We see this for example with flat head screws. Flat head screws could be socket screws or machine screws, both inch and Metric. And they have a very large tolerance for the head height. The head height is actually not something that we measure with these screws, but it is the effective feature when we install it. If the head height is too tall, the part may live above the countersink. That’s not good if the whole object of the game with that part is to keep it below the surface. If the head height is too low maybe it’s not going to look very well because it’s below the surface a little bit. And the nice engineer usually wants their product to look really good and they want that head to be flush with the surface. So the only way to do that,  well I should say there are two ways to do that.

One way is you have a drawing and so that drawing is going to dial in the head height so that it’s going to match the countersink that’s going to be produced in the part. Another way, is to wait until you get the parts and then make the counter sink to match those parts. That’s the more common way, as a matter of fact. As it turns, out in my experience, we have had instances in our machine shop for example where a client made a special let’s say 3/8 I think it was a really short part like 3/8 x 3/4 stainless steel flat socket screw. They had a hundred thousand of these parts and they came back and they did not work in the application because the head height was too tall. And we literally made a jig and put those in our mill and we machined about 20/1000 off the head so they would work, and get that part to the customer in time.

So that’s an instance of where a drawing can help reduce risk. Sometimes, though, a drawing will increase risk. We have a situation right now with some thread rolling screws where there’s a very nice drawing, and all the drawing says is that it’s got the size, it’s got the shape,  it calls for a TT thread which means that its a TapTite technically ,but it’s a thread rolling screw. But there is no specification or standard called out on the drawing anywhere. Now if the drawing would have added ASME B18.6.3 for material and performance, then the fact that this screw does not work in the particular application and in fact it doesn’t test to ASTM B18.6.3 it fails on a few points, we would be able to hold the manufacturer accountable. But we cannot hold the manufacture accountable because there is nothing on the drawing that tells us how we have to test the part.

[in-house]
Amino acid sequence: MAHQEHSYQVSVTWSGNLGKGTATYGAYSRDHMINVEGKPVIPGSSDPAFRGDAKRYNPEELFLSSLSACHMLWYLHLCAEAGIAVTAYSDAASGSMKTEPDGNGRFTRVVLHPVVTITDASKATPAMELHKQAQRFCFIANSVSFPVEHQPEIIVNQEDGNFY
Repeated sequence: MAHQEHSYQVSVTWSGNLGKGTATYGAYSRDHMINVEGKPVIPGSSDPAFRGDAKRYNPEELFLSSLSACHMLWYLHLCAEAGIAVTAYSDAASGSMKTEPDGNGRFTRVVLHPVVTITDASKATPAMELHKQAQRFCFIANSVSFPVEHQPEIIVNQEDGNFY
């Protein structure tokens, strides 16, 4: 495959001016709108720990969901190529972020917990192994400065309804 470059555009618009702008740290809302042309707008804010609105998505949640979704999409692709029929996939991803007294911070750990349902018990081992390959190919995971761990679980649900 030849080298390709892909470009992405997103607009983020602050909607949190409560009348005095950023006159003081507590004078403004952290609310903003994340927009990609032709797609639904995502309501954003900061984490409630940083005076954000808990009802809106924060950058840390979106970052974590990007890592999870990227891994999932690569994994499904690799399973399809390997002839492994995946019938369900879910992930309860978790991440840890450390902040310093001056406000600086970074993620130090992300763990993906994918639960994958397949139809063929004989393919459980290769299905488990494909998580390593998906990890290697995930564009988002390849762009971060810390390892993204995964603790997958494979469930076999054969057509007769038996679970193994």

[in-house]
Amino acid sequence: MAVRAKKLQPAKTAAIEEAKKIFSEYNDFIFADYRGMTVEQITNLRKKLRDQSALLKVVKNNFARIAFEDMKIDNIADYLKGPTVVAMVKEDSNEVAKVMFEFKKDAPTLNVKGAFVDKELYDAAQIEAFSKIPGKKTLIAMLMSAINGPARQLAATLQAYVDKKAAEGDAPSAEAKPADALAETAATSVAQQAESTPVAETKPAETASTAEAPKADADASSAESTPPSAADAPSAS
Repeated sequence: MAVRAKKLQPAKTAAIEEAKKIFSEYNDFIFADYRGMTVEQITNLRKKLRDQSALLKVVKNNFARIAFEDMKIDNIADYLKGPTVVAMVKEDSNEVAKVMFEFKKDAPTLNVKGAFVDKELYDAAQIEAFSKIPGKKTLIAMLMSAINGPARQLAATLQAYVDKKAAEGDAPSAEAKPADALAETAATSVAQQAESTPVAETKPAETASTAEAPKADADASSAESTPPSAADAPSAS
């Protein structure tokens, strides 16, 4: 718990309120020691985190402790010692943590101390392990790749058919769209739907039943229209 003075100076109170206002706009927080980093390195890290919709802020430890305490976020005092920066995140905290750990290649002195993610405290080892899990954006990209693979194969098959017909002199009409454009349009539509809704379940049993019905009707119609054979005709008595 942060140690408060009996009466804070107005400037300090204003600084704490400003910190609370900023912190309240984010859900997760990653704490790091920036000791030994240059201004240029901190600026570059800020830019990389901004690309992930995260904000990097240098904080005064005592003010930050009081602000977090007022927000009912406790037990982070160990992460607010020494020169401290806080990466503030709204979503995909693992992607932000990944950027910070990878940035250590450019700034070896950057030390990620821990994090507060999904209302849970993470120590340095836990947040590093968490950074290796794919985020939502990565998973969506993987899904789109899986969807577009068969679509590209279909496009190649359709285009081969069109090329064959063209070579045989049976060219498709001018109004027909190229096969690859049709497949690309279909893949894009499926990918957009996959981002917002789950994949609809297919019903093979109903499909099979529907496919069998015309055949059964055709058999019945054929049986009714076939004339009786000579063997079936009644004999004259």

So at AIM Testing Laboratory, we are reviewing drawings all the time. I would encourage you, especially if you’re taking drawings directly from your customers, because I hate to tell you this but most fastener users when they make fastener drawings are not particularly competent. They make a lot of errors and they leave a lot of things out. They also over specify, which causes the part to be more expensive than it needs to be, or harder to acquire.

So that’s kind of the lesson of the day. Use drawings to your benefit, but if you’re not careful they can do things that we don’t like, such as increased risk and increased costs, and potentially lessen the number of qualified suppliers who are willing or able to quote or make the part.

Well, that’s your Fastener Training Minute for today. This has been Carmen Vertullo. Thank you for listening.